Over the past three years, more than 20,000 students at 135 schools in Washington State have participated in the Science Adventure Lab program, an initiative launched by Seattle Children's Research Institute in 2009. The program aims to improve access to high quality, hands-on science education for students. The Science Adventure Lab serves under-resourced rural and urban schools, and offers authentic laboratory experiences to students where resources and personnel to provide these activities are limited.
Now, thanks to a $1.1 million five-year grant from the National Institutes of Health (NIH), the Science Adventure Lab program will be expanded to include structured activities for families. The NIH grant is a Science Education Partnership Award (SEPA), which funds innovative educational programs in which scientists work as partners with K-12 teachers and schools. Drs. Amanda Jones and Mark Ruffo from the Research Institute's Science Education Department are the principal investigators on this project.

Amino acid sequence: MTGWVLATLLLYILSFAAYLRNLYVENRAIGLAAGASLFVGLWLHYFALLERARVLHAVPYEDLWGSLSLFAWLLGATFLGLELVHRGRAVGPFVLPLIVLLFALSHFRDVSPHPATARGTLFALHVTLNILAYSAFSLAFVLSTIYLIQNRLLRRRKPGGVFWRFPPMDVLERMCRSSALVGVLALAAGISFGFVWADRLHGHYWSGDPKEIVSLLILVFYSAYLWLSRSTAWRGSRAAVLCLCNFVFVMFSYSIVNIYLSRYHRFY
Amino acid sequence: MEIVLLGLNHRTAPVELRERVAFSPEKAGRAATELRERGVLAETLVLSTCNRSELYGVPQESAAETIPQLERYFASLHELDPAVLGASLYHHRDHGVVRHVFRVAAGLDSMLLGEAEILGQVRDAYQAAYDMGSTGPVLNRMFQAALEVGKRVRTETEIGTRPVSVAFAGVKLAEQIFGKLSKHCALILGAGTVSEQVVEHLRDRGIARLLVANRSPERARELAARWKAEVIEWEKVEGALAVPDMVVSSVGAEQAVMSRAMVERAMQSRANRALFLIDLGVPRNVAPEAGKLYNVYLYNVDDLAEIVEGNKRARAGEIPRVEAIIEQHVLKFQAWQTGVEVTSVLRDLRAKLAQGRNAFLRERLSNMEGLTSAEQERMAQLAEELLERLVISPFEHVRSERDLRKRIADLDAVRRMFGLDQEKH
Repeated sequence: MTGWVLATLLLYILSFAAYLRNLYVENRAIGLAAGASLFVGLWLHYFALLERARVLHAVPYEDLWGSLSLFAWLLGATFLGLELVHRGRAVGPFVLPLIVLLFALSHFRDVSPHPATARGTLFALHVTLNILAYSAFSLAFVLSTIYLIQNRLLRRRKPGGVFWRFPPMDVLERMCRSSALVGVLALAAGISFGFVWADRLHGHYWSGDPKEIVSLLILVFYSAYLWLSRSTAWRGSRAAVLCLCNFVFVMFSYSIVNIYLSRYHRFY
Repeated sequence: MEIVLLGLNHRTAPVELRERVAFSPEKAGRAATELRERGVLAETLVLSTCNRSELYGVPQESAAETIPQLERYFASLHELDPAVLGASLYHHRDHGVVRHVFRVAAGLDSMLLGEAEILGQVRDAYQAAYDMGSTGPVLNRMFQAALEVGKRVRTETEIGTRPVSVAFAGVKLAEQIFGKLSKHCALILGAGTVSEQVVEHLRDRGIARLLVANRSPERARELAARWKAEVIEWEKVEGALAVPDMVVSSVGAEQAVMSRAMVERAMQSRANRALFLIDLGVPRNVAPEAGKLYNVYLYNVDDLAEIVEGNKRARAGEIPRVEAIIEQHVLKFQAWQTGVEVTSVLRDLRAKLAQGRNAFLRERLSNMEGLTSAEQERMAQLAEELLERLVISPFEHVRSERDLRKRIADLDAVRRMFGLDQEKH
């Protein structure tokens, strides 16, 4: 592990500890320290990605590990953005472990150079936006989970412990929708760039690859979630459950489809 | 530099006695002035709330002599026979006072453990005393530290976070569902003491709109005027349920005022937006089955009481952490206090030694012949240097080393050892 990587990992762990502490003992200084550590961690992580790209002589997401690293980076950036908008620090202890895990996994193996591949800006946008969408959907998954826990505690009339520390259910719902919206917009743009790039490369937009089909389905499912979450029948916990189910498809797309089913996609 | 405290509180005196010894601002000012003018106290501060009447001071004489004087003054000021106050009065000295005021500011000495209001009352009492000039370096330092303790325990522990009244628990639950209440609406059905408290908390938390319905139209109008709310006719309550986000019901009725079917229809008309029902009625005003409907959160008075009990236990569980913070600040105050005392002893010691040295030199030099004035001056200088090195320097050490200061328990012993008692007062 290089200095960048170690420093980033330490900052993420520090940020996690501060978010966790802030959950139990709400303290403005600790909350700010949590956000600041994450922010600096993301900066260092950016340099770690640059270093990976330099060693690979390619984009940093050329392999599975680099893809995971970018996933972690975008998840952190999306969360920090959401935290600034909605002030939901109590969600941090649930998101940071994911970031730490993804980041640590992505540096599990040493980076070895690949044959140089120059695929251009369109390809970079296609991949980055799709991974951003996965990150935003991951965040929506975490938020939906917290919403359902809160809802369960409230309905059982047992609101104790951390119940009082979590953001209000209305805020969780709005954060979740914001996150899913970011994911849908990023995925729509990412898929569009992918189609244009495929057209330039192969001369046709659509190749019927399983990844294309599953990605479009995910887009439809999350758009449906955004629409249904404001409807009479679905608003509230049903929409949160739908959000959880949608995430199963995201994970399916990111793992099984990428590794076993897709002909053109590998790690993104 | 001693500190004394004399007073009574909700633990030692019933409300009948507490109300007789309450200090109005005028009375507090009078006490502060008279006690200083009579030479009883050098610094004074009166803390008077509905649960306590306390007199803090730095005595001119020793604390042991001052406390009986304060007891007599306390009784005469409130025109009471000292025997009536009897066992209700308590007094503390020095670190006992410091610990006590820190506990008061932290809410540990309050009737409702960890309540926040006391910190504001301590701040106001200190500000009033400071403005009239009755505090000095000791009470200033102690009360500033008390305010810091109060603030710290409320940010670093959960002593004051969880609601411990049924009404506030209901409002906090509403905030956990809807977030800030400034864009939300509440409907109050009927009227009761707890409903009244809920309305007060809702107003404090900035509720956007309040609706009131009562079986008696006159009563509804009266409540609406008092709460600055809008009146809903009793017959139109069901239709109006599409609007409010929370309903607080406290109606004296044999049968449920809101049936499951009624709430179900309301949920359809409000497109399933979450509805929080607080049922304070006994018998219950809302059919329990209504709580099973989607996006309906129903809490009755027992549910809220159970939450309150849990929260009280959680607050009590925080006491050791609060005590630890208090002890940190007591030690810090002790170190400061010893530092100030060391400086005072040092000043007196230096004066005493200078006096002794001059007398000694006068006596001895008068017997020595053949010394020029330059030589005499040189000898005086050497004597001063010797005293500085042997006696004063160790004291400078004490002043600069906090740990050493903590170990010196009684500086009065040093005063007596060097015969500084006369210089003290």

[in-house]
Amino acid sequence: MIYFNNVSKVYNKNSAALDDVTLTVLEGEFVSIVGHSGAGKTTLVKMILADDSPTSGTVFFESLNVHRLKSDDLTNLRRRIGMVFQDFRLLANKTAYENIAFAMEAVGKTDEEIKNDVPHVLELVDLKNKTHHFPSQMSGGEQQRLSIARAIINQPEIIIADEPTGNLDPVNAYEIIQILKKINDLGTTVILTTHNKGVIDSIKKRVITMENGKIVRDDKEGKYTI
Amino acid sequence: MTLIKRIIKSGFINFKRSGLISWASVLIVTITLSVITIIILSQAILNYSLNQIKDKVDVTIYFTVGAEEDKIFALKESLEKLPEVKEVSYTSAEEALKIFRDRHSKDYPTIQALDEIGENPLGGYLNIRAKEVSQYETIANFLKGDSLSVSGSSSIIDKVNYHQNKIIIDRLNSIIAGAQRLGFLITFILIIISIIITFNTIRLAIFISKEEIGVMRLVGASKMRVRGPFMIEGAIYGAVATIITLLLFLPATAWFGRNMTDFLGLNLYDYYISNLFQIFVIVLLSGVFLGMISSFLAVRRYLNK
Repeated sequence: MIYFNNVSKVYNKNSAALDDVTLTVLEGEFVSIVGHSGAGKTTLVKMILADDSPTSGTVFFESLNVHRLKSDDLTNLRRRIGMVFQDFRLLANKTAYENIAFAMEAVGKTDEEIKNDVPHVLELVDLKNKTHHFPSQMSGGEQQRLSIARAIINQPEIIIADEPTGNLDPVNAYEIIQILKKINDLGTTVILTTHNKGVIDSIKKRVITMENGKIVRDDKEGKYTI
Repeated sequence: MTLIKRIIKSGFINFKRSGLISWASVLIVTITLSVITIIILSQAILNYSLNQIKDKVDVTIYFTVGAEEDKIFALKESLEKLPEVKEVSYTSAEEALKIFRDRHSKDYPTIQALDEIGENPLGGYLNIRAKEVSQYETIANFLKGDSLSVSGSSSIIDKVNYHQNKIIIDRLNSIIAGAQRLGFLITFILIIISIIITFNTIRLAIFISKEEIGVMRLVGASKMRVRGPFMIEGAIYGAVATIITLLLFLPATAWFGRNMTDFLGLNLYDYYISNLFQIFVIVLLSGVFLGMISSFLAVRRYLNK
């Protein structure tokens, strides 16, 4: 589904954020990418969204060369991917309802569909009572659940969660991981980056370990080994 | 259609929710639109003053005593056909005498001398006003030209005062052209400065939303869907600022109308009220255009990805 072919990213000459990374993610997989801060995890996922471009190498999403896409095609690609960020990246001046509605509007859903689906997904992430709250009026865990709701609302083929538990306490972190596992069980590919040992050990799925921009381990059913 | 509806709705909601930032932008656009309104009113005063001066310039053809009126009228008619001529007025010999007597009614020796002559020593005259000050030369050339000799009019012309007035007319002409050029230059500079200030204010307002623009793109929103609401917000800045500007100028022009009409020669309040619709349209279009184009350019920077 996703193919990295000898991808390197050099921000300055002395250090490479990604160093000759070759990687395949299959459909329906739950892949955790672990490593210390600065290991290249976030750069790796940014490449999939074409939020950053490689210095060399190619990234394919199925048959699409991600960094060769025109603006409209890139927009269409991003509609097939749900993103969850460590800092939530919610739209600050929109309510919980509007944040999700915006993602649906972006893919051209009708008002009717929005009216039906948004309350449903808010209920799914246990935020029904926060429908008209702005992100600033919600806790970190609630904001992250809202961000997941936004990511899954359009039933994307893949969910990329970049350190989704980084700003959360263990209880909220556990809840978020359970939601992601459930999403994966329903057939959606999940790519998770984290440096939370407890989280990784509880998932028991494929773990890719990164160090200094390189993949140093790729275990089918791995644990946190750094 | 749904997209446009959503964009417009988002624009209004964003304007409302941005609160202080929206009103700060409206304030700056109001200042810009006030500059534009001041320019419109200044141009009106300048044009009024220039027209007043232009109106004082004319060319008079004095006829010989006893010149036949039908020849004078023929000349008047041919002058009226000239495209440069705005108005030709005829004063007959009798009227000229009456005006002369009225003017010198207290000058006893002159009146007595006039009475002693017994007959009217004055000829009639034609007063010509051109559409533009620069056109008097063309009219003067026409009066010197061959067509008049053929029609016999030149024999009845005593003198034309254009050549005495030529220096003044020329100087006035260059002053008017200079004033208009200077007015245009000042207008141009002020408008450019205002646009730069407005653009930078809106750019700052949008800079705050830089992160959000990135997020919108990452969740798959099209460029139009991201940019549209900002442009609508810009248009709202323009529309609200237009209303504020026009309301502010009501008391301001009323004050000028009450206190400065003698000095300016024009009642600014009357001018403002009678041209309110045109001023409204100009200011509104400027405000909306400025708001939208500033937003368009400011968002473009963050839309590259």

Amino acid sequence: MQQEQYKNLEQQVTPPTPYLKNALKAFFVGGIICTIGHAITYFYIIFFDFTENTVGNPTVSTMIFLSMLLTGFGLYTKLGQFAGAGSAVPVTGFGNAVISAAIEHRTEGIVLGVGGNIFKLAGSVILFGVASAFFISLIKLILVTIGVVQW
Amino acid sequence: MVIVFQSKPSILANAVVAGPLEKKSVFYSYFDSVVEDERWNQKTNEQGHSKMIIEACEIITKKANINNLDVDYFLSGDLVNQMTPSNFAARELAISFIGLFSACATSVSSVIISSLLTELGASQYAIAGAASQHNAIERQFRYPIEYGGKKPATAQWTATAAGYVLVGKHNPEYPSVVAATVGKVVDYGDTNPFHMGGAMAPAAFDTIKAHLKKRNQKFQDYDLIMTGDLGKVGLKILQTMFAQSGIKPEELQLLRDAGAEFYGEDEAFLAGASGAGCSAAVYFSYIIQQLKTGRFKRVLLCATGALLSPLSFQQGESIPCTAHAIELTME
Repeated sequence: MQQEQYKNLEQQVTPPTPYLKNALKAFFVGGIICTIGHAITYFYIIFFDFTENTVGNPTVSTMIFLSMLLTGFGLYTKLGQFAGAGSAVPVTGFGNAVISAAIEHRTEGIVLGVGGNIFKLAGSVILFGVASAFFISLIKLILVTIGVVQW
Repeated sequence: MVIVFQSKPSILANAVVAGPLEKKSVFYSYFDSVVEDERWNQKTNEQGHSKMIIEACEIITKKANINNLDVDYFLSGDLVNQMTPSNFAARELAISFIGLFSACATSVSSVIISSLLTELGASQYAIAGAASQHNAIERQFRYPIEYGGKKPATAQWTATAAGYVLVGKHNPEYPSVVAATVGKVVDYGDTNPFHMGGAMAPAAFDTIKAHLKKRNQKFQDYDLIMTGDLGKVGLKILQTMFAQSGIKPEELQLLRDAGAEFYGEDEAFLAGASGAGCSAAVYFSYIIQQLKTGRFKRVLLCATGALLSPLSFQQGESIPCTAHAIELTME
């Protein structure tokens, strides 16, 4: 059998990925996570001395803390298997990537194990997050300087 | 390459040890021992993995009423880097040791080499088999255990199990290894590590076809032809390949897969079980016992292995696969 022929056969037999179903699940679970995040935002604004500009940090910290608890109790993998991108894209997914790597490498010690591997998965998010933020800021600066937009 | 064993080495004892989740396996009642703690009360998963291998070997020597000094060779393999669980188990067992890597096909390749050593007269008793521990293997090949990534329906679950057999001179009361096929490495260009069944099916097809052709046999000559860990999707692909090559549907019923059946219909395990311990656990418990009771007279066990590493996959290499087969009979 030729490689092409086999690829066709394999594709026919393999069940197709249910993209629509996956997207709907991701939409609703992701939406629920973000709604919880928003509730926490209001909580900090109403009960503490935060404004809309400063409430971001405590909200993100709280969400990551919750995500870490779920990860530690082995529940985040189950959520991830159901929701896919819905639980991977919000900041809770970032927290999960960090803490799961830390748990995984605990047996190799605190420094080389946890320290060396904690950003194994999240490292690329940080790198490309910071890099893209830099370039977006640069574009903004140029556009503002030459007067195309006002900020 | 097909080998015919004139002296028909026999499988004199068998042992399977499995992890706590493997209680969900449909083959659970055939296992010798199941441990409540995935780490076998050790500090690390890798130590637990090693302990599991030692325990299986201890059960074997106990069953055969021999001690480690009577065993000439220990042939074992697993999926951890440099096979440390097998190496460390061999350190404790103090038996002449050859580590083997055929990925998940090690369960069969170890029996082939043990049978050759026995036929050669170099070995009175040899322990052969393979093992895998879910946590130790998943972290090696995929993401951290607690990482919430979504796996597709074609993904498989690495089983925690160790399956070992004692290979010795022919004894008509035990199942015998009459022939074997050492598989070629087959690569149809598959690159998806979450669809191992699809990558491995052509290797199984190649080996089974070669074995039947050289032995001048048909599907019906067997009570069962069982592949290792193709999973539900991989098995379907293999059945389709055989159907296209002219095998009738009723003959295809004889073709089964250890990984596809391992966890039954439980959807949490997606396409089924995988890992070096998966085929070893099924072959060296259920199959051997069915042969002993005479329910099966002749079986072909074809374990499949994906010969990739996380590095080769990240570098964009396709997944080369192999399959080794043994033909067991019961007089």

Schools enrolled in the project to date include Wilkeson Elementary in White River, Neah Bay Elementary in Cape Flattery, Evergreen Elementary in Bethel, Skyline Elementary in Lake Stevens, Lakeridge Elementary in Renton and Sunrise Elementary in Puyallup. As part of the five-year plan, fourth-graders at the participating schools will complete two inquiry-based, hands-on curriculum modules on the Science Adventure Lab, a 45-foot mobile science lab.
Modules will focus on cardiovascular health and neuroscience. Families of participating students will be invited to attend two events, including a "Science Night" at the school and a "Science Day" at Seattle Children's Research Institute, where they will extend skills and knowledge already developed, tour the facility, interact with scientists and learn about the importance of scientific research and clinical trials for building a healthy community.